West Mifflin football earns OT win over Central Valley
By Mark Kaboly
Published: Friday, Nov. 16, 2012, 10:46 p.m.
DiAngelo Mitchell knew exactly what the situation meant as it unfolded.
Central Valley's all-everything Robert Foster broke into the open field in a tie game with no time on the clock after Stanford band-like laterals, and the Warriors were about to pull off one of the most miraculous victories in WPIAL playoff history.
But that's just about when Mitchell, 30 yards behind Foster, heard West Mifflin coach Ray Braszo's voice in his head.
“Coach says that hustle wins the game, so I just hustled,” Mitchell said. “I thought he was going to score. I saw him break loose and when I saw him keep cutting, I just tried to time it up and made the tackle.”
Mitchell raced down the field and tackled Foster at the 10-yard line, sending the game into overtime — where West Mifflin advanced to the WPIAL Class AAA championship for the first time since 2004 when Derrick Fulmore dove into the end zone for a two-point conversion that gave the Titans a 36-35 win.
“We kind of told them all week that if we were going to win, we had to out-hustle him,” Braszo said. “What an unbelievable game that was.”
The Titans (11-1) will take on West Allegheny for the Class AAA title Friday. It will be a rematch of the 2000 title game that West Allegheny won, 21-7.
West Mifflin used a two-headed rushing attack of Jimmy Wheeler and Fulmore to advance to its third title game since the merger of West Mifflin North and South in 1985. Fulmore rushed for 162 yards on 20 carries and scored three touchdowns, and Wheeler added 141 yards on 34 carries and a score.
Foster finished with 147 yards rushing and three touchdowns. His athleticism bothered West Mifflin the entire game and was the reason why the Titans elected to go for two in overtime.
“Definitely, that's why we went,” Braszo said. “(Foster) made us kick off the way we did, punt the way we did.”
After Mitchell was able to haul down Foster to send the game into overtime, Central Valley wasted no time taking the lead. Foster scored from 5 yards out to make it 35-28. West Mifflin answered on its first play of overtime with a Fulmore 10-yard run. Dom Gajdos-Benson's kick appeared to send the game into a second overtime, but the Warriors were called for offsides.
“Once we made the decision, it was just figuring out what we were going to run,” Braszo said. “Derrick thought we could wedge it and so we went for it.”
Fulmore's quarterback sneak over the right side of the line gave West Mifflin the victory.
Mark Kaboly is a staff writer for Trib Total Media. He can be reached at firstname.lastname@example.org.
Show commenting policy
TribLive commenting policy
You are solely responsible for your comments and by using TribLive.com you agree to our Terms of Service.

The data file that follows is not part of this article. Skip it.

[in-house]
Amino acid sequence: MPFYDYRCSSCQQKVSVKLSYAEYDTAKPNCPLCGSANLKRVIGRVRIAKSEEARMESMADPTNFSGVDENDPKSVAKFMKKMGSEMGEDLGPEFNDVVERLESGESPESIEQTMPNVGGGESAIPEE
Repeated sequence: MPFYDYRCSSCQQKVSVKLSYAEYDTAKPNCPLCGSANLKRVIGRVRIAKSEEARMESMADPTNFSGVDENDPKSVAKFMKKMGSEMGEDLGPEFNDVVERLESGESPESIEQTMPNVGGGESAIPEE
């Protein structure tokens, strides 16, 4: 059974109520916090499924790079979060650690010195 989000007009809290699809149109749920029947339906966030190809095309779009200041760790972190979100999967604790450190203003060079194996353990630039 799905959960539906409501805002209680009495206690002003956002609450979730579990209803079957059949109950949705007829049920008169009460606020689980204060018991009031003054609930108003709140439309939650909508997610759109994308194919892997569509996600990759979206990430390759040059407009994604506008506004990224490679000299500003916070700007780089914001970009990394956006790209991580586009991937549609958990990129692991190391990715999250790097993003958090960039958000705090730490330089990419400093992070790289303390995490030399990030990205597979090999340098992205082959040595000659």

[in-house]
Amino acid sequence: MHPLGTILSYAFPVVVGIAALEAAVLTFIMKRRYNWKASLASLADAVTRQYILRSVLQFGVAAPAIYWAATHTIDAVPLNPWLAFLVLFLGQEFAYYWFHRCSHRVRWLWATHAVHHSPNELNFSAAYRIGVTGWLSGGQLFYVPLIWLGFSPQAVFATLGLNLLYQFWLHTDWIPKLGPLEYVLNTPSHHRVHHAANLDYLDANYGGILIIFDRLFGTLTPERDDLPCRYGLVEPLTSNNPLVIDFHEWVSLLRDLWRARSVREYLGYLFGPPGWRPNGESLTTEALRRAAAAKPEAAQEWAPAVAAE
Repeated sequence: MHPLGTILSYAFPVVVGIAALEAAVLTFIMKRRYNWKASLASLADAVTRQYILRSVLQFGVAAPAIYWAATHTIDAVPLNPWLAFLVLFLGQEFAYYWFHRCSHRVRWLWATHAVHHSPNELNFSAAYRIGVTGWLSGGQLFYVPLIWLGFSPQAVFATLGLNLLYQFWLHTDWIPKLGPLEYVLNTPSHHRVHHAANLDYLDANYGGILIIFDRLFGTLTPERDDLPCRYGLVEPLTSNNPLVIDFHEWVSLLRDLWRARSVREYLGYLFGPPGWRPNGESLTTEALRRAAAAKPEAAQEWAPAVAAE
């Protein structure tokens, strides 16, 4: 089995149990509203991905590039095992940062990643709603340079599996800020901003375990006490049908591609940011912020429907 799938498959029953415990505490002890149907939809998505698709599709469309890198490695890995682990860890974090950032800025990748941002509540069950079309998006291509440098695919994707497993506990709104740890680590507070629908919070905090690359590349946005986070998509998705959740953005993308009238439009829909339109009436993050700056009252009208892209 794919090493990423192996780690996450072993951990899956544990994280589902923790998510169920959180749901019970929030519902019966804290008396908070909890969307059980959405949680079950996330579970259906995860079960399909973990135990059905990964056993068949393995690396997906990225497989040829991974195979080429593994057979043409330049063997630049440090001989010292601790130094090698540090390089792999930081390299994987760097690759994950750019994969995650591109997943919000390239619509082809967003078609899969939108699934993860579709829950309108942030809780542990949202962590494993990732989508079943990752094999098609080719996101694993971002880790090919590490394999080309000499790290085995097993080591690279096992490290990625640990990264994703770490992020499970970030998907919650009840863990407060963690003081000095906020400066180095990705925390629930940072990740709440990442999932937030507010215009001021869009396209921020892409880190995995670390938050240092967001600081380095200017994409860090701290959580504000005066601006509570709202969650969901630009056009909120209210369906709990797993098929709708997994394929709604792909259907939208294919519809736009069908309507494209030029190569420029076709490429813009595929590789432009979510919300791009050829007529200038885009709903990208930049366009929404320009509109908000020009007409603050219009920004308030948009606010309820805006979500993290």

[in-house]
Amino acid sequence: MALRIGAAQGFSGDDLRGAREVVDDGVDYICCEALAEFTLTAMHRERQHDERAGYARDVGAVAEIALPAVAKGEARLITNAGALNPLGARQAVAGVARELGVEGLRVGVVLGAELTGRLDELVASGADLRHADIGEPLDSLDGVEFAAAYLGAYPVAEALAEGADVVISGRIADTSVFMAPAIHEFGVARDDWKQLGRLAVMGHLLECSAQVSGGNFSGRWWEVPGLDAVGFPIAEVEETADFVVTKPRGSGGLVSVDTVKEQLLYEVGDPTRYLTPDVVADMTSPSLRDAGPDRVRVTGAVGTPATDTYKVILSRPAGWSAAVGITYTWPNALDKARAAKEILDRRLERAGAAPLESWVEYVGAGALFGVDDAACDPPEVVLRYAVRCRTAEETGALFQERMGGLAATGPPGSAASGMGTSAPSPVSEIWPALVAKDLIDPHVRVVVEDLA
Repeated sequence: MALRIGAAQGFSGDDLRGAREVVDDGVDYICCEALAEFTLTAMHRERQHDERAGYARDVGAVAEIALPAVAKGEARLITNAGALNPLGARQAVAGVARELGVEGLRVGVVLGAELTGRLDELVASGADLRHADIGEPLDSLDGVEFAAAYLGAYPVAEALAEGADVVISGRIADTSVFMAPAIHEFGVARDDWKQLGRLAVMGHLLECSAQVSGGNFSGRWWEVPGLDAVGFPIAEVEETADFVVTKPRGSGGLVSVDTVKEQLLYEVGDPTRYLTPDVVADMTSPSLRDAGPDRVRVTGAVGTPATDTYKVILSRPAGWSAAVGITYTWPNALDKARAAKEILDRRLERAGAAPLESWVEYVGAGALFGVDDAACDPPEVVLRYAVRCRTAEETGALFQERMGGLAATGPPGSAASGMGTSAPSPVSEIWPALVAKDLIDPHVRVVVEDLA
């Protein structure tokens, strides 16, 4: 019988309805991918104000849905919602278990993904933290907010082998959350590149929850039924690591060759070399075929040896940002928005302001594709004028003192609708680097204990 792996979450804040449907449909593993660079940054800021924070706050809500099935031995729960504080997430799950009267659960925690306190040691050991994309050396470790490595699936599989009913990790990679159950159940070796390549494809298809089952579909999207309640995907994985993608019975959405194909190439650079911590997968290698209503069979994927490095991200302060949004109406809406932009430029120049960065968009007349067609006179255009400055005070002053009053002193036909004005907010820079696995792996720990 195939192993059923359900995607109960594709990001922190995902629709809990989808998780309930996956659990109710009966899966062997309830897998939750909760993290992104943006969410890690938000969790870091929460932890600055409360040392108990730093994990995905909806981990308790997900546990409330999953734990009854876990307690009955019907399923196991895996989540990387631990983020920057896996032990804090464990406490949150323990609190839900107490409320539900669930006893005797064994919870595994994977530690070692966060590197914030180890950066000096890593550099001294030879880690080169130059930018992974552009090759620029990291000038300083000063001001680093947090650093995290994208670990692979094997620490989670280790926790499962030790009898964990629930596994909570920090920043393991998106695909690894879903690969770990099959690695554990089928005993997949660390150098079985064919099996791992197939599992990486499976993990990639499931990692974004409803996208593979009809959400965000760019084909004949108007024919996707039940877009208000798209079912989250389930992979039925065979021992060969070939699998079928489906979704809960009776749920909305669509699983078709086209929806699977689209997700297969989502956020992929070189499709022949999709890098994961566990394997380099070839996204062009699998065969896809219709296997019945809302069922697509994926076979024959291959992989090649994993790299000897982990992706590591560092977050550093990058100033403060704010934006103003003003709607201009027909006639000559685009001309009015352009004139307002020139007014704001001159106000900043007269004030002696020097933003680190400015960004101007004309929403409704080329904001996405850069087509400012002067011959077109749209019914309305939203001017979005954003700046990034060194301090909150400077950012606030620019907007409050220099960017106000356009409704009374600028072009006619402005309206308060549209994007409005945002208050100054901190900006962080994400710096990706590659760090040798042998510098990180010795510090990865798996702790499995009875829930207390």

We moderate comments. Our goal is to provide substantive commentary for a general readership. By screening submissions, we provide a space where readers can share intelligent and informed commentary that enhances the quality of our news and information.
While most comments will be posted if they are on-topic and not abusive, moderating decisions are subjective. We will make them as carefully and consistently as we can. Because of the volume of reader comments, we cannot review individual moderation decisions with readers.
We value thoughtful comments representing a range of views that make their point quickly and politely. We make an effort to protect discussions from repeated comments either by the same reader or different readers.
We follow the same standards for taste as the daily newspaper. A few things we won't tolerate: personal attacks, obscenity, vulgarity, profanity (including expletives and letters followed by dashes), commercial promotion, impersonations, incoherence, proselytizing and SHOUTING. Don't include URLs to Web sites.
We do not edit comments. They are either approved or deleted. We reserve the right to edit a comment that is quoted or excerpted in an article. In this case, we may fix spelling and punctuation.
We welcome strong opinions and criticism of our work, but we don't want comments to become bogged down with discussions of our policies and we will moderate accordingly.
We appreciate it when readers and people quoted in articles or blog posts point out errors of fact or emphasis and will investigate all assertions. But these suggestions should be sent via e-mail. To avoid distracting other readers, we won't publish comments that suggest a correction. Instead, corrections will be made in a blog post or in an article.